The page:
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It may well prove true that the answers to making education and, ultimately, the economy work again in a pandemic lie not in the hands of educators and entrepreneurs but in the hands of children.
Yes, children. The technological experts and the innovators capable of reshaping the way the world learns and works are the people who have lived their entire life clicking and swiping away on a mobile device or expertly manipulating a video controller.
We have turned to Dr. Anthony Fauci and beleaguered school superintendents for answers to how we are going to restart the American economy and schools without realizing the answers just might be found in the mind of a 10 year old.
Absurd? Quick question: Has anyone sat down and asked members of the Technology Generation for their ideas, or at least, their opinion on the best way to reshape education and the work world that was on the verge of getting labeled as antiquated even before coronavirus struck?
Each generation reshapes society with mass production and automobiles altering the American landscape a century ago before radios and telephones, and then televisions and computers reshaping it 50 and then 25 years ago.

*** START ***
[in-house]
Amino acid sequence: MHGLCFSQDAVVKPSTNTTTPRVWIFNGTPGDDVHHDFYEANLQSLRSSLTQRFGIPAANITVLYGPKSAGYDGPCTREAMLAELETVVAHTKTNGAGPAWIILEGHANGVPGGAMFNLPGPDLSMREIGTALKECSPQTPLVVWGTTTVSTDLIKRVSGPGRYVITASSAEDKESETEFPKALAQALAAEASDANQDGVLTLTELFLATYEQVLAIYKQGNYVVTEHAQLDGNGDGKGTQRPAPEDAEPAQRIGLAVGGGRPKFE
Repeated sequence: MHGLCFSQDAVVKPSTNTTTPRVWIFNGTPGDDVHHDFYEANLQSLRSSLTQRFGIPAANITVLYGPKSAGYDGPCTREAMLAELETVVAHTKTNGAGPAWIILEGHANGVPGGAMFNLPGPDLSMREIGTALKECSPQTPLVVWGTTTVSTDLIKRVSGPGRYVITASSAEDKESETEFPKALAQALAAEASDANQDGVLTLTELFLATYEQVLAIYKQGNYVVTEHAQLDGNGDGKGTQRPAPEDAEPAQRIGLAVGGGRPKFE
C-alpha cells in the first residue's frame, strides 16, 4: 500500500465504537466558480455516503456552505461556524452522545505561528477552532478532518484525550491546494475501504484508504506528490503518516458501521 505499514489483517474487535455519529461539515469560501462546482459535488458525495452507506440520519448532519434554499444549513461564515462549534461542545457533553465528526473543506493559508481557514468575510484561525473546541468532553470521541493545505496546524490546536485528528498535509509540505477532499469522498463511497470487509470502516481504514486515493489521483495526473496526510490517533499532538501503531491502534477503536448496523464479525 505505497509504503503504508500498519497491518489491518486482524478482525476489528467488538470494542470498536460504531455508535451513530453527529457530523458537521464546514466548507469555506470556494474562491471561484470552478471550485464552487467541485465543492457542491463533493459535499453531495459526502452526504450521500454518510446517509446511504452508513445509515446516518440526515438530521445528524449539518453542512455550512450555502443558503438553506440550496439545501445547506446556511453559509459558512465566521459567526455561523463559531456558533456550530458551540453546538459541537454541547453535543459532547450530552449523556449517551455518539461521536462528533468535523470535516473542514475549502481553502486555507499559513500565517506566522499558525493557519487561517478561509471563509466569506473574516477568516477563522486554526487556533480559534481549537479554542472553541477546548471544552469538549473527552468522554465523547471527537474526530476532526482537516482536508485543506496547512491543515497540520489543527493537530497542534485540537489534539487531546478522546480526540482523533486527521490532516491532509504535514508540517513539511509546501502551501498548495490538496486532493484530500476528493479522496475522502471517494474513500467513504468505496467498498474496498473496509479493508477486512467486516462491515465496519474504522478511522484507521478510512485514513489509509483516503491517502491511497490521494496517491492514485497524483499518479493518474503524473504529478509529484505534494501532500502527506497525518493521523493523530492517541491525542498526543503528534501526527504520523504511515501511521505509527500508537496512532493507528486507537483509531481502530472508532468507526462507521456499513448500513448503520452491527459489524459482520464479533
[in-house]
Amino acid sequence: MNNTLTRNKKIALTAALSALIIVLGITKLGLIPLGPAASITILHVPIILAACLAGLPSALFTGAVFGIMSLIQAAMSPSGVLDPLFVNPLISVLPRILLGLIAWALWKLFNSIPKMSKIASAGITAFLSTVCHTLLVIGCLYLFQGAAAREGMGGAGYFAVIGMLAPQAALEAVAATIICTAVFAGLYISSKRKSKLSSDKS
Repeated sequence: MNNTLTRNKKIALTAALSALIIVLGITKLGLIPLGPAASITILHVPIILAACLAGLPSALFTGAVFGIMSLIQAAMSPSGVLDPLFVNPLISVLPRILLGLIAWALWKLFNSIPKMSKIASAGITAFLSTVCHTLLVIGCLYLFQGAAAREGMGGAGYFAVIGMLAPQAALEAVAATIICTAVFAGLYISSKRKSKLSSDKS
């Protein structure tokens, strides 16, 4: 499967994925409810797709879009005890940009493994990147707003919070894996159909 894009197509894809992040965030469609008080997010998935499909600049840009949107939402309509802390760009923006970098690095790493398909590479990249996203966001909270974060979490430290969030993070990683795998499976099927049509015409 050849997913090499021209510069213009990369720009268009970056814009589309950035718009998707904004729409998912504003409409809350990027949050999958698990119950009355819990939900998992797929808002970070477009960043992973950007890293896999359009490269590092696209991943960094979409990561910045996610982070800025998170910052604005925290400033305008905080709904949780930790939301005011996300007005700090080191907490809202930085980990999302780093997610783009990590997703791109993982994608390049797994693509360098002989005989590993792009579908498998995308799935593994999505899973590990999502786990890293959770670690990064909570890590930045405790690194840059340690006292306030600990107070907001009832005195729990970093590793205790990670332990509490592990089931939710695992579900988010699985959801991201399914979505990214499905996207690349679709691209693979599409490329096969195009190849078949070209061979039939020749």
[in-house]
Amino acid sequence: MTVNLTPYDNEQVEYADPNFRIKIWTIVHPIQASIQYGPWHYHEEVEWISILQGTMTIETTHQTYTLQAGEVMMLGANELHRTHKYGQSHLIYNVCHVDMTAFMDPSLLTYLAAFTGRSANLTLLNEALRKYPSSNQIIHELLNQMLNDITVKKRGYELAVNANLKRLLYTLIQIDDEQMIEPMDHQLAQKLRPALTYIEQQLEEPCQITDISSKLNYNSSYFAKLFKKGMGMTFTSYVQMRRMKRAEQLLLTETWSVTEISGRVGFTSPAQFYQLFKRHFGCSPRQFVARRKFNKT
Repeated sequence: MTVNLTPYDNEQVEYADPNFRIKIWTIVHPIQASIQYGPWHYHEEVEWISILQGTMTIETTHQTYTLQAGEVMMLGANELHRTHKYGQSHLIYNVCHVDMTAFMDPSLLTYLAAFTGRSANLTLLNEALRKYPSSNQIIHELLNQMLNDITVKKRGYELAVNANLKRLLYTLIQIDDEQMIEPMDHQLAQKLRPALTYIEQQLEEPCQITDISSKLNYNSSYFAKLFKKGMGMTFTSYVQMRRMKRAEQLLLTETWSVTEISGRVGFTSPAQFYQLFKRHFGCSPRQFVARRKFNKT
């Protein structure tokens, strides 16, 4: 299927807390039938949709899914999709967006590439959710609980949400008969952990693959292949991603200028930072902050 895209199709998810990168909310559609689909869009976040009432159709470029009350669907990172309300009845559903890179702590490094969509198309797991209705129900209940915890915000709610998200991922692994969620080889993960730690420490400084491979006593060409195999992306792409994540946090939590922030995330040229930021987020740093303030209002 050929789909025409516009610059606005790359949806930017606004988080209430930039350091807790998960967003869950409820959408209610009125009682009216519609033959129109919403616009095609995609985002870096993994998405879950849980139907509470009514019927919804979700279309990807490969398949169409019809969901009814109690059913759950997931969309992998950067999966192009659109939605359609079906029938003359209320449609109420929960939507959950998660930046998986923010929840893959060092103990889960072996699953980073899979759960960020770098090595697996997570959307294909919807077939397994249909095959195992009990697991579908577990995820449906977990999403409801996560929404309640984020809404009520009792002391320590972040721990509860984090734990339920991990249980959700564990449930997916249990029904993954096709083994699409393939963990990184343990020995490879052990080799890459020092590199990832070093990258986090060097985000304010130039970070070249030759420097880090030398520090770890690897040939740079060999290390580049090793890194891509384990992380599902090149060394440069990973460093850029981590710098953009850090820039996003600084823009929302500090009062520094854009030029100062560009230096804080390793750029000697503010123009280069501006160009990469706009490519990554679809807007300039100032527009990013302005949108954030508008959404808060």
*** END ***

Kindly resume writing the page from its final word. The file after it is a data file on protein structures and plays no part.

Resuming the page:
Coronavirus gave almost all of us a rushed education in remote work and learning and shoved technology to the forefront of education and the economy.
Most Americans are intent on surviving coronavirus with an abundance of caution and common sense. Depending on our age, are we looking longingly at the opportunity to return to the way life looked before late March or are we reimagining the world with a vision that incorporates pandemic precautions and applies technology to reshape the world?
We all eventually must ask and answer the questions the pandemic forced us to ask for the last half year: Do we have to return to the classroom? What will schools look like this year and into the next? What will workplaces look like and how many employees do they need in order to function?
If we haven’t asked the people most versed in technology to help us answer these and other questions, then maybe the time has come to do so. After all, young minds are open minds and youthful imaginations are the ones most susceptible to embracing possibility.